Demko channels ghost of Hasek with scorpion save, halting Canucks’ home crisis

J.T. Miller scored the overtime winner as the Vancouver Canucks came back from a two-goal deficit to defeat the New York Rangers 3-2 and pick up their first home win of the season.

VANCOUVER – With the ghost of Bill LaForge looming over the Vancouver Canucks, goalie Thatcher Demko channelled a far less ghoulish apparition and played like Dominik Hasek.

In a stunning sequence late in Tuesday’s third period with the Canucks playing two men short and trying to avoid being the first Vancouver team since 1984 to lose its first four home games in regulation, Demko made a “scorpion” save, raising his heel while lying flat on his stomach to rob Artemi Panarin of a game-winning goal.

To follow this, Demko made another pad save on the New York Rangers’ superstar with literally one hand behind his back, as the goalie was not only without a stick but his blocker glove as well.

Demko’s retro freestyle got the desperate Canucks to overtime so J.T. Miller, who was trying to play goal behind Demko when Panarin was trying to win it for the Rangers with three minutes left in regulation, collected the puck after he was stopped on a breakaway by Igor Shesterkin, then wrapped it into an open net to give Vancouver a 3-2 win and end their home losing streak (and crisis) at three games.

But it’s even better than that: the Canucks trailed 2-0 going into the third period and, after scoring only four times in 220 minutes at Rogers Arena this season, tied the game on goals less than four minutes apart by Miller and rookie Vasily Podkolzin, both of them set up beautifully by sparkplug Conor Garland.

“That five-on-three was pretty awesome,” Miller said of the decisive penalty kill that began at 16:20 of the third period. “That was the loudest I’ve heard this place — by far, probably. Obviously, Thatcher made some unbelievable saves. A lot of scramble by the guys just to get to overtime.

“You can sit in (the dressing room) and pout and feel bad for ourselves because we’re not getting any breaks. But the only way (to) turn the tide and get through this little scoring slump by a lot of guys is to keep playing the same way and add a little more.

“You’ve got to have faith that it’s going to turn at some point and we’re going to start getting the uglier goals. It’s nice to see them go in when we really needed them.”

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For those whose National Hockey League history is mostly this century, LaForge authored a brief and infamous chapter in Vancouver as the worst coach in Canucks history.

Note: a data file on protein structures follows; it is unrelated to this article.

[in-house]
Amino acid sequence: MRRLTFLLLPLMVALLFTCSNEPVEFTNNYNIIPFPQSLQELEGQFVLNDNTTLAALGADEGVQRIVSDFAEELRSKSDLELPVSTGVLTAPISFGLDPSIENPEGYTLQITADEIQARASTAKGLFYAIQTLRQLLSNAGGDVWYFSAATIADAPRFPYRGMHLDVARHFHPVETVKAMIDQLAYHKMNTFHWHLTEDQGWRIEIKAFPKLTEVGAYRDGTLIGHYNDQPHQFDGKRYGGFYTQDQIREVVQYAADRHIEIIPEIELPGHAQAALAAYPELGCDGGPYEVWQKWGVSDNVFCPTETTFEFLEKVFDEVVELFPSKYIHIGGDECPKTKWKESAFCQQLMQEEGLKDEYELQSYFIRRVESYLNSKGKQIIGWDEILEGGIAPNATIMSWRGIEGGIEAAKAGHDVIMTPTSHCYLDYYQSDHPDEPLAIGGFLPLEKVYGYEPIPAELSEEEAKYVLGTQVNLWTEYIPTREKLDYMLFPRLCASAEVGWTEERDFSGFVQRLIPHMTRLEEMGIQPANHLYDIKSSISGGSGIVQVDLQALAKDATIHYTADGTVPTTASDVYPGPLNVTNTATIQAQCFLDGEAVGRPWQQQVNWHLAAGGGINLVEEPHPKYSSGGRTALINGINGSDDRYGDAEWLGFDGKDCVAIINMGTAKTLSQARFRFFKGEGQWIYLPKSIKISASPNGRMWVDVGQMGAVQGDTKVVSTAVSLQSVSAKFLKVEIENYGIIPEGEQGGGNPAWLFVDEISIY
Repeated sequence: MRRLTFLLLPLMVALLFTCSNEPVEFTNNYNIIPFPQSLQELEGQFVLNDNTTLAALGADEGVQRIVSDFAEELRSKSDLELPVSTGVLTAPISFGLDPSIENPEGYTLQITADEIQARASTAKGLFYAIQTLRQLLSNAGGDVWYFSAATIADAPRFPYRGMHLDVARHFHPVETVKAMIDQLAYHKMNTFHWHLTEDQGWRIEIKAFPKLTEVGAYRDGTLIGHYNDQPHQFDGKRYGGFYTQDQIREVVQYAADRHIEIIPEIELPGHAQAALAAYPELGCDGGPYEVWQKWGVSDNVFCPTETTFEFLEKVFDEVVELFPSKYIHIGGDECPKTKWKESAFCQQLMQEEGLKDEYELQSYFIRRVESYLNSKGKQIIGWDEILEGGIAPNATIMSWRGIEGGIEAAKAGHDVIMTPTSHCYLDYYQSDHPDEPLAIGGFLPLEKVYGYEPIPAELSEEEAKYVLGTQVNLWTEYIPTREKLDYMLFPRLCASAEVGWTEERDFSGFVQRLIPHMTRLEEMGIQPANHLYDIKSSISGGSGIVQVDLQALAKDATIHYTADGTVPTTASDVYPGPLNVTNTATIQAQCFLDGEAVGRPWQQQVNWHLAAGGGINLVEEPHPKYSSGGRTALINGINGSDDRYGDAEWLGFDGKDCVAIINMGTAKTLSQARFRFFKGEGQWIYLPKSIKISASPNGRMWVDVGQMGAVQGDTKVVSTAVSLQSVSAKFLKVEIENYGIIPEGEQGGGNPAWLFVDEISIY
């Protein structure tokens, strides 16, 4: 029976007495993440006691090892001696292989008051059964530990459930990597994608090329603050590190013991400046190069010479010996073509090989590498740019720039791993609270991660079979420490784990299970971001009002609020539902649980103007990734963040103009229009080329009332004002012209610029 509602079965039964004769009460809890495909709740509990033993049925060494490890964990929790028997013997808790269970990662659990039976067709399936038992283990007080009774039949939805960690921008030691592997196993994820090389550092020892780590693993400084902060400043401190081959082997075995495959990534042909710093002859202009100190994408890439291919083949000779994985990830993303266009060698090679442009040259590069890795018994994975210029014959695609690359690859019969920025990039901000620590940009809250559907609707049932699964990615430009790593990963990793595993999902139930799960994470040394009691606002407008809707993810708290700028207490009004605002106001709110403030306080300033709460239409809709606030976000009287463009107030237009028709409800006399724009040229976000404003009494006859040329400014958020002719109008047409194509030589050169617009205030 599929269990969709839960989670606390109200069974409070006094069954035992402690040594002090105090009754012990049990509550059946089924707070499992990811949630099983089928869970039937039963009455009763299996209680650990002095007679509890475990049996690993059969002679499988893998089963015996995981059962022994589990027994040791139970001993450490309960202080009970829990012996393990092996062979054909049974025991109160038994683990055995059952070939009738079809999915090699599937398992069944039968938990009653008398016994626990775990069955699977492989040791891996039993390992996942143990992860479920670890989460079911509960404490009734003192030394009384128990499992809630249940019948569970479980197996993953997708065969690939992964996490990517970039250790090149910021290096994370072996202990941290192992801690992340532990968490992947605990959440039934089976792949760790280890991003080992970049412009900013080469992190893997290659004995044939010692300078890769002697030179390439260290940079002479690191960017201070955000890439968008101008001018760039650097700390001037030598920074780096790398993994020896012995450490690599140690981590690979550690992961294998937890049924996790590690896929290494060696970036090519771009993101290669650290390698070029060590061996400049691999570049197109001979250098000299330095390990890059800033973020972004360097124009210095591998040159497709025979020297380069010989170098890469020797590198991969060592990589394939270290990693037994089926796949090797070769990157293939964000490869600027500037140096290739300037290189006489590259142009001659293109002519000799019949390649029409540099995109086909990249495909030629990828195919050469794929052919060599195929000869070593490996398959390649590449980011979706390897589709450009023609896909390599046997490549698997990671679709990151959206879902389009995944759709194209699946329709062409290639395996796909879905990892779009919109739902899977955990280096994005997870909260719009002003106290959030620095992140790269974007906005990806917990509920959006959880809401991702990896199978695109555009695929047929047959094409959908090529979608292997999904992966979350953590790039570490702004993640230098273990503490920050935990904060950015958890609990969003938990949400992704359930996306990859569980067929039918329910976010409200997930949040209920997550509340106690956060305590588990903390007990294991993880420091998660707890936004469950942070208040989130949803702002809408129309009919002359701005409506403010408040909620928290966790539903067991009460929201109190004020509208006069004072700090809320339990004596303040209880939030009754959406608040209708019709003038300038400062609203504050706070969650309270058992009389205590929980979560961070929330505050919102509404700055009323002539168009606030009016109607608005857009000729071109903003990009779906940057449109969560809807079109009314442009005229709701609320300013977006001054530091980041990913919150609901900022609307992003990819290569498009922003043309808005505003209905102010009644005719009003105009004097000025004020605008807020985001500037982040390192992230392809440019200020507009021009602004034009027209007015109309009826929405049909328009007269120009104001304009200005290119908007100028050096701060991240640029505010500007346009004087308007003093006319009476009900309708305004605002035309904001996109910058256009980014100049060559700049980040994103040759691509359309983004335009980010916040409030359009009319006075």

His 1984 team was outscored 27-12 in its first four games at the Pacific Coliseum and he was fired after 20 games and 119 goals against. Those Canucks players were never much impressed by LaForge’s PHD – his rhetoric about pride, hustle and desire – after he had the losing team in training-camp scrimmages run in full hockey gear.

Nearly every time LaForge’s name has been mentioned since then it has been as a cautionary tale about the Canucks. Travis Green is no Bill LaForge, but the Canucks coach was a period away from becoming the first in 37 years to have his team lose its first four home games in regulation time.

Defending, however, hasn’t been this team’s problem. And neither has been goaltending.

Tuesday’s third-period carnival chaos was one of Demko’s finest moments. It was the loudest a Canucks crowd has roared in nearly two years.

“Guys battling,” Demko summarized for reporters. “It’s ugly, you know? Guys made a couple big plays. I mean, it’s just great to see that third period from our group. Obviously, a lot a lot of ups and downs this game emotionally. I thought we carried the play and got some rotten luck on both sides of the red line, but we stuck with it and came out and found a way in the third.”

On his scorpion save against Panarin, when Demko had neither a stick, blocker nor much hope, he said: “I don’t know if I’ve ever done that before. I got my eyes on the puck and I was trying to get a piece of it.”

Seconds earlier during the scramble, Canucks defenceman Tucker Poolman saved a goal, too.

“I’m just glad that those pucks didn’t hit me and they hit him,” Miller said of Demko. “It felt like he didn’t have any of his gear on for a second. It was a full scramble and panic. You’re doing whatever you can just to keep the puck out of the net. He was like laying on his stomach when he threw his leg up, so that was nuts.

“That seemed like it could be a little turning point for us. We needed that.”

A turning point not only for Tuesday’s game, Miller meant, but for the Canucks’ homestand. Their start to the season. They have three more games at Rogers Arena, starting Friday against the Nashville Predators.

“We weren’t panicking or anything; it was calm room,” Garland said of the second intermission. “There’s a ton of leaders in that room. It’s not just one or two, there’s a bunch. It’s just hard to score goals in this league. I’ve had plenty go off my foot, off my face. It’s just sometimes they go in in odd ways, and we need that.”

Demko said: “It’s easy to kind of stray away. . . when things aren’t going your way. But it was actually quite the opposite in the third there. I thought guys were picking each other up and working hard for each other and it ended up paying off.”

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